Players are slaves to pregame rituals

MORRIS DALLA COSTA -- London Free Press

, Last Updated: 7:29 AM ET

They'll tell you they have no idea why they do what they do.

They can only say that if they don't do it, it simply doesn't feel right.

Does it help athletes perform better? All that matters is that the athlete believes it does.

Athletes at all levels of sports follow routines. They may be as simple as basketball star Michael Jordan wearing a pair of his North Carolina blue shorts under his Chicago Bulls uniform. They may be as wacky as pitcher Turk Wendell who used to brush his teeth between innings and chew black licorice.

If an athlete happens to find success doing the same thing day in and day out, you won't be able to pry him away from his routine with a crowbar.

London Knight Rob Schremp wants to be last off the ice after warmup, periods and games. He likes to take the puck and give it to a fan as he exits the ice.

The king of routine, though, is teammate Corey Perry.

"I do them before I get dressed, as I'm getting dressed and before I get on the ice," said Perry.

The routine starts when he gets out of the car.

"I walk in the same door. I get dressed the same way. I've been doing it since I've been in the OHL," said Perry.

If you get to the John Labatt Centre early or travel on the road, you'll find Perry standing on the ice dressed in his black hockey underwear and shower sandals. He'll be stickhandling, doing tricks, working some magic with the stick and the puck.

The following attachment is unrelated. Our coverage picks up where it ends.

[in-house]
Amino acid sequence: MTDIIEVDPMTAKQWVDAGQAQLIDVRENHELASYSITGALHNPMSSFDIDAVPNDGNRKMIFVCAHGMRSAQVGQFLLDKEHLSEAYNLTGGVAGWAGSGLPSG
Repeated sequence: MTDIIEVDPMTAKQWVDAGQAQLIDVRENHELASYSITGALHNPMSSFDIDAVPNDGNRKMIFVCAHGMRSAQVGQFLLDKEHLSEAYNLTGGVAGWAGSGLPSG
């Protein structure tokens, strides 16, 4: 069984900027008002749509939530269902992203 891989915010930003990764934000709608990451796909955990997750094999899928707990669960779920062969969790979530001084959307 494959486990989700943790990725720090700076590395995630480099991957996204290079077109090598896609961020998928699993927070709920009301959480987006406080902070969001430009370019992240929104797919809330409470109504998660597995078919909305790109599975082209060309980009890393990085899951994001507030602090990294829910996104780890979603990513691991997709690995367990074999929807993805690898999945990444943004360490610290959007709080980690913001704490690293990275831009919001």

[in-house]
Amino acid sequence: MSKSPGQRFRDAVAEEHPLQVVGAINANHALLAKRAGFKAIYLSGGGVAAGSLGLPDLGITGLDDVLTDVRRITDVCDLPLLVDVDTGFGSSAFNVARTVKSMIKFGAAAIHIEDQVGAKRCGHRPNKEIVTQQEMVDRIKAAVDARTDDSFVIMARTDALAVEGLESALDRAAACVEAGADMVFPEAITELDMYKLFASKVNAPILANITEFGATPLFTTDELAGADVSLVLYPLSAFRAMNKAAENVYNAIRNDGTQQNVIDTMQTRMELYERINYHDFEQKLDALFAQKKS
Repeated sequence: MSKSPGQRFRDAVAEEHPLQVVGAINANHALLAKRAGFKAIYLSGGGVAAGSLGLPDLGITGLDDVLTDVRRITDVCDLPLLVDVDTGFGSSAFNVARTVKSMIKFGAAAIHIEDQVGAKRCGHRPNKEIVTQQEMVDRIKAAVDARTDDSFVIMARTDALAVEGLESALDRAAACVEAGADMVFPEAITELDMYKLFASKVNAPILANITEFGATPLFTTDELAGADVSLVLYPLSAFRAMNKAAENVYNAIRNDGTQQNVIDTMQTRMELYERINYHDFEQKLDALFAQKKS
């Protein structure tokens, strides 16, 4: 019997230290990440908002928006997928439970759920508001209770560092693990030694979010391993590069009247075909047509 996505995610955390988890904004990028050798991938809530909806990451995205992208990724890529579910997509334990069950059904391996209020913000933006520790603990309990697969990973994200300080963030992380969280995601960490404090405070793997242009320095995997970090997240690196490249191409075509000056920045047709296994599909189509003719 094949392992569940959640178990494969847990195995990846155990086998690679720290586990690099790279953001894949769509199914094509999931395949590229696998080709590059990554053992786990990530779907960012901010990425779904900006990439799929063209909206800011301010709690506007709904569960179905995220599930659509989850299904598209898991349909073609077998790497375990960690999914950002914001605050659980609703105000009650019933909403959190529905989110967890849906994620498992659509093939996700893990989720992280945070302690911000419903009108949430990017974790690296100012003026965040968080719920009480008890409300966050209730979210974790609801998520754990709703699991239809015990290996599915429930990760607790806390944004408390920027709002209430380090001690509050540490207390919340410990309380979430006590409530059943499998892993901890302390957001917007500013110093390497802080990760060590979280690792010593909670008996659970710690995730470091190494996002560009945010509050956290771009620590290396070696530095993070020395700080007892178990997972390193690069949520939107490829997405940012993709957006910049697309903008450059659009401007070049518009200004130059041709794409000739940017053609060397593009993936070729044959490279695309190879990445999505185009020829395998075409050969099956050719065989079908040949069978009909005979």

In out-of-town buildings you'll hear the occasional "get off the ice" from an arena worker.

"I'm in my own little world," said Perry. "I just think about the game and what I'm going to be doing that night. It's just a little quiet place. It's my time to be alone and not be bothered by anybody."

He heads into the dressing room to get dressed. He always gets dressed the same way. Everything is done left, then right. The left sock goes on, then the right sock; the left shinpad, then the right; the left skate, then the right.

"I know it's weird," said Perry.

Perry is always the last player to take to the ice for the pregame warmup. Just before he goes through the gate, a John Labatt Centre usher hands him a puck. It's the same puck he used earlier during his quiet time.

"Normally it's the same girl there every game but if it isn't, it's whoever is working," he says.

He has no superstitions when it comes to getting off the ice.

Then just before the game . . .

"I wait for the three-minute time check," said Perry. "As soon as I get it I put on my sweater. I don't know why I do it but I do. I take the same bottle of water. (Trainer Don Brankley) comes by and does the tiedowns on my sweater. I'm always the last one to get that done. Then I wet my hair and wet my face, put on my gloves (left first, then right), tap both doors and go out."

He'll be the last player to take to the ice unless he's in the starting lineup and has to be introduced.

Psychologists will tell you that athletes do precompetition routines to help them focus for what's to come. It also gives them a sense of control.

Perry will tell you the same thing.

"It makes me mentally prepare for the game," he said. "If I don't do something it won't screw up my game but it just makes me more comfortable for the game. It's nothing I have to think about. I know in my mind it's time to do this, time to do that."

There's one other thing. Written on the tape on his stick is "1G, 2A." It's been on his stick since he can remember. Not surprisingly, he doesn't know why it started.

"It's my game stick. It doesn't mean anything. I just always put it on my No. 1 stick," he said. "When you are doing well, you don't want to change anything."

Perry may break the Knights' all-time points-scoring record tomorrow night. He trails Chris Taylor by two points.

No wonder he doesn't want to change a thing.


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